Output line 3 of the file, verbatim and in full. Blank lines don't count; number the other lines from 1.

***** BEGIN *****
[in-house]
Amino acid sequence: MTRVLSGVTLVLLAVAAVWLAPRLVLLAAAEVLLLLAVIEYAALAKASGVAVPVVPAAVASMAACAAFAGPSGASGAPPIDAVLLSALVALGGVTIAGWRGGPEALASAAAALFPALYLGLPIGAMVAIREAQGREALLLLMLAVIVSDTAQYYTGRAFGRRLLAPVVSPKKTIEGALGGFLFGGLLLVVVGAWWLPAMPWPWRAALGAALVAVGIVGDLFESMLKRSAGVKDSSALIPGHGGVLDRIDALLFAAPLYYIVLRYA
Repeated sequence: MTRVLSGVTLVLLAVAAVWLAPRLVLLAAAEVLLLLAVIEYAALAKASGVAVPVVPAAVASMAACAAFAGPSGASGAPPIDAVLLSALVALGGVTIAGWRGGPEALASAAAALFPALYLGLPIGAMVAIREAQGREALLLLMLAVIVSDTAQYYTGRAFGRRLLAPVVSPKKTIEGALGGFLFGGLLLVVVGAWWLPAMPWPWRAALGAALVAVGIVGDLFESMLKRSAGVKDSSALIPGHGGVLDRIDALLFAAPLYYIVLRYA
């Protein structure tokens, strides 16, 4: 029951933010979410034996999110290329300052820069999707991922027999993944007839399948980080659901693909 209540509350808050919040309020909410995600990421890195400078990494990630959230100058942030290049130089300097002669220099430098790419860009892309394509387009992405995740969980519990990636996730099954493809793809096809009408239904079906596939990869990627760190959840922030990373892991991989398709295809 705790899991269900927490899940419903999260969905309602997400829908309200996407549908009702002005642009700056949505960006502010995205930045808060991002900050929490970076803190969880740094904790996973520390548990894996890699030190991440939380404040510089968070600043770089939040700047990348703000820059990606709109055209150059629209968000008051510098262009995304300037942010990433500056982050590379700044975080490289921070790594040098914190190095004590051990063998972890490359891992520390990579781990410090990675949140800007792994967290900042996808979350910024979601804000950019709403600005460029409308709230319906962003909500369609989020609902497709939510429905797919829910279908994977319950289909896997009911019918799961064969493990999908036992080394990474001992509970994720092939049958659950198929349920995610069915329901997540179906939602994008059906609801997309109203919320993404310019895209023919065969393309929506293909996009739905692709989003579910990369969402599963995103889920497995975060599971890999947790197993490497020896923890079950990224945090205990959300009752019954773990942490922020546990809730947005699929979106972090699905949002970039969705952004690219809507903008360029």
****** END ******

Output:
Repeated sequence: MTRVLSGVTLVLLAVAAVWLAPRLVLLAAAEVLLLLAVIEYAALAKASGVAVPVVPAAVASMAACAAFAGPSGASGAPPIDAVLLSALVALGGVTIAGWRGGPEALASAAAALFPALYLGLPIGAMVAIREAQGREALLLLMLAVIVSDTAQYYTGRAFGRRLLAPVVSPKKTIEGALGGFLFGGLLLVVVGAWWLPAMPWPWRAALGAALVAVGIVGDLFESMLKRSAGVKDSSALIPGHGGVLDRIDALLFAAPLYYIVLRYA